PORTLAND, Ore. (KOIN) — Portland Mayor Ted Wheeler and leaders from the Portland Police Bureau held a press conference Tuesday afternoon about the ongoing efforts to stifle dangerous street racing activity in the area.
“Portlanders across the city have been deeply impacted by these street takeover events,” Wheeler said. “These illegal and dangerous acts put both participants as well as the bystanders at significant risk.”
Wheeler condemned street racing for commandeering public spaces and blocking emergency vehicle access. He spoke on the city ordinance which makes street racing and sliding a misdemeanor.
Racers who break the ordinance — including people who merely facilitate the events — risk up to a month in jail, a $500 fine and their car being towed. Wheeler reminded the public that this charge would be in addition to any applicable criminal charges.
This addition to the City Code comes after years of street racing events taking over Portland streets and bridges — often causing crashes, traffic back-ups and even death.
In recent months, PPB cited a lack of resources and personnel as to why street racers were able to take over city streets repeatedly.
“I think everyone is getting tired of the Portland Police Bureau constantly saying ‘We just don’t have staffing for that,'” said Portland Police Bureau Deputy Chief Mike Frome. “There’s a way to take care of that — and that’s to ask people for help.”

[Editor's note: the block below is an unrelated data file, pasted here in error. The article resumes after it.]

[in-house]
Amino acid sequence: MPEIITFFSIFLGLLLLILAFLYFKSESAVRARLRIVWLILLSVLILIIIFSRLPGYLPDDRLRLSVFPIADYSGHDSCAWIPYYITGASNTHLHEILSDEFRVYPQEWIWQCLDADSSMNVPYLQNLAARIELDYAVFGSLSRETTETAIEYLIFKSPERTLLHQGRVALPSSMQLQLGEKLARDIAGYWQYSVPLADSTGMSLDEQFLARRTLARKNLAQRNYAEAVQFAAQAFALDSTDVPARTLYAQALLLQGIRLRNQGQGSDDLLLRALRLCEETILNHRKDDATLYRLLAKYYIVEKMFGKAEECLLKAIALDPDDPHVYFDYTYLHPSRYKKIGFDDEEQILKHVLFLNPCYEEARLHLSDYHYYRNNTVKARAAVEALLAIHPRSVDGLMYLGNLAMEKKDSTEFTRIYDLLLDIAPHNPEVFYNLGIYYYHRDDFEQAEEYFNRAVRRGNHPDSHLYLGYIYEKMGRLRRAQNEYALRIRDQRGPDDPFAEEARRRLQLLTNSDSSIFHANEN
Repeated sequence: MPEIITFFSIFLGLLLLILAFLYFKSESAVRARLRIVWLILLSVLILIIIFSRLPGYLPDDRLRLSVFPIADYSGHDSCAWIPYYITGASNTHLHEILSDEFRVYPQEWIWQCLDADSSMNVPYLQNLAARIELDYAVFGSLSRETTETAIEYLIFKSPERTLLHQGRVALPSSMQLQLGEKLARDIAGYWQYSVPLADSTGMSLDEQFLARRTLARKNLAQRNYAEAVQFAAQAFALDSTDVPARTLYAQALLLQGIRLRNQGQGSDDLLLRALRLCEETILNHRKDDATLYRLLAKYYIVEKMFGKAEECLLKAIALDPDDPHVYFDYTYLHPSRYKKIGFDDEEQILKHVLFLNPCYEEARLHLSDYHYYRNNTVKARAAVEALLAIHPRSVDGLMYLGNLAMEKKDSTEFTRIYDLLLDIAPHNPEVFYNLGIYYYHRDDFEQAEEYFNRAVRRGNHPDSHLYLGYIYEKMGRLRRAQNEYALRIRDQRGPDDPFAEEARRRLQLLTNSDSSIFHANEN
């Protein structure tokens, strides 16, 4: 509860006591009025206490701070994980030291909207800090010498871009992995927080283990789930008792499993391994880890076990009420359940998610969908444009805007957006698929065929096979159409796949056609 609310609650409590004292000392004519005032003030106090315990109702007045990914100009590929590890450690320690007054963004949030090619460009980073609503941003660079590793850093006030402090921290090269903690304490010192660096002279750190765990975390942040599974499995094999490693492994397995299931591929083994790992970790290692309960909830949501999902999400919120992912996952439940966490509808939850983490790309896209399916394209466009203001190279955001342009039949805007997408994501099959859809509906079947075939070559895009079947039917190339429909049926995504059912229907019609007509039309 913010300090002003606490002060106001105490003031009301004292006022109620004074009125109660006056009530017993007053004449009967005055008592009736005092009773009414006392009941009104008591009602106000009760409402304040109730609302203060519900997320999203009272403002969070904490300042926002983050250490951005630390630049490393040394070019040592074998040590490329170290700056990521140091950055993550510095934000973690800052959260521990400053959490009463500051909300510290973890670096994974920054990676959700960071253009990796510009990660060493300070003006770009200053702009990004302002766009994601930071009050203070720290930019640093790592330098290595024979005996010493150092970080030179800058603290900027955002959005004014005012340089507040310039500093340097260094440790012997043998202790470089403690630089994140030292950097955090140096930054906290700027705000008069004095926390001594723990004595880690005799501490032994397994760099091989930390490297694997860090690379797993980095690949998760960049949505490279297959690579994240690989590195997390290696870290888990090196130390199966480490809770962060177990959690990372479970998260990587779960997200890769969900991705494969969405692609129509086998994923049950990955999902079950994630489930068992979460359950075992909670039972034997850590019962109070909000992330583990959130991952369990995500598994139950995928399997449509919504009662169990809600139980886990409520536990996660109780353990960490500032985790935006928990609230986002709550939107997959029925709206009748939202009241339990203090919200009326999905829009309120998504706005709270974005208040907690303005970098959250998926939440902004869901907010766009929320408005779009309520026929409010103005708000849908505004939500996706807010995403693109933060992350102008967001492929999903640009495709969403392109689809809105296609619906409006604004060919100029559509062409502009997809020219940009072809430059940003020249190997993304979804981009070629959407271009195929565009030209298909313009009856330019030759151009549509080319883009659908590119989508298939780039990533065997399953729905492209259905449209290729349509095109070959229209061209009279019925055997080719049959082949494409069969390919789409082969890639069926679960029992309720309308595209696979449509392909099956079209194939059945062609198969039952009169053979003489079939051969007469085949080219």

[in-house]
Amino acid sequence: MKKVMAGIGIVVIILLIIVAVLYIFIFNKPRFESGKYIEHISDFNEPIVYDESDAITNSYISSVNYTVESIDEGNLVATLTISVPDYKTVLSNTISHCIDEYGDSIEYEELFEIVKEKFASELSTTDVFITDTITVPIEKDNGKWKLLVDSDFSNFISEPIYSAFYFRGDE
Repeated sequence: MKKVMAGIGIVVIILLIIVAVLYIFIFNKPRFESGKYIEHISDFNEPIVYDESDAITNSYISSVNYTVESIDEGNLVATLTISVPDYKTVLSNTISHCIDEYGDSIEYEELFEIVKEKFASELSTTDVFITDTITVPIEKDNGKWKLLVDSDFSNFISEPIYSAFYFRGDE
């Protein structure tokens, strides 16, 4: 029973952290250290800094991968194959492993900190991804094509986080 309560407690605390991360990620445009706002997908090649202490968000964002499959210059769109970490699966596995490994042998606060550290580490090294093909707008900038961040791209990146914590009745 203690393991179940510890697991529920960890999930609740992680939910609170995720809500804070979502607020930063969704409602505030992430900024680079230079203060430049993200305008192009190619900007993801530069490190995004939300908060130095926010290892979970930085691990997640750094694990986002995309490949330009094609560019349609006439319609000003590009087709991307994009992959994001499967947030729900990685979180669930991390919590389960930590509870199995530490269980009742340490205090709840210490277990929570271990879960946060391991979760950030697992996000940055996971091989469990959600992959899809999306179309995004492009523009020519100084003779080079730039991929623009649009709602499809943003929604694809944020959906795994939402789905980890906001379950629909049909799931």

Frome told law enforcement partners at the Multnomah County Sheriff’s Office and Oregon State Police that PPB would return any favors of assistance.
Acting Lt. Mike Roberts joined Wheeler and Frome at the PPB’s North Precinct to answer questions from the press.
“When there is crime, when there is something that needs police attention, call the police,” Roberts said. “We’re stretched pretty thin — we will send resources to what we can and address behavior when we’re able to.”
Roberts said PPB’s response to illegal street racing events will be primarily on a case-by-case basis.
“When we have the resources, we will address the behavior,” Roberts said.
It is unclear exactly how the bureau will determine when or if officers arrest drivers, organizers and participants.
Roberts said the bureau’s actions will rely heavily on pre-event staffing and investigators who work to recognize pop-up street takeovers before they happen.
“These events are enormous sometimes,” he said. “We have thousands of cars, thousands of participants — and we’re not talking about thousands of police.”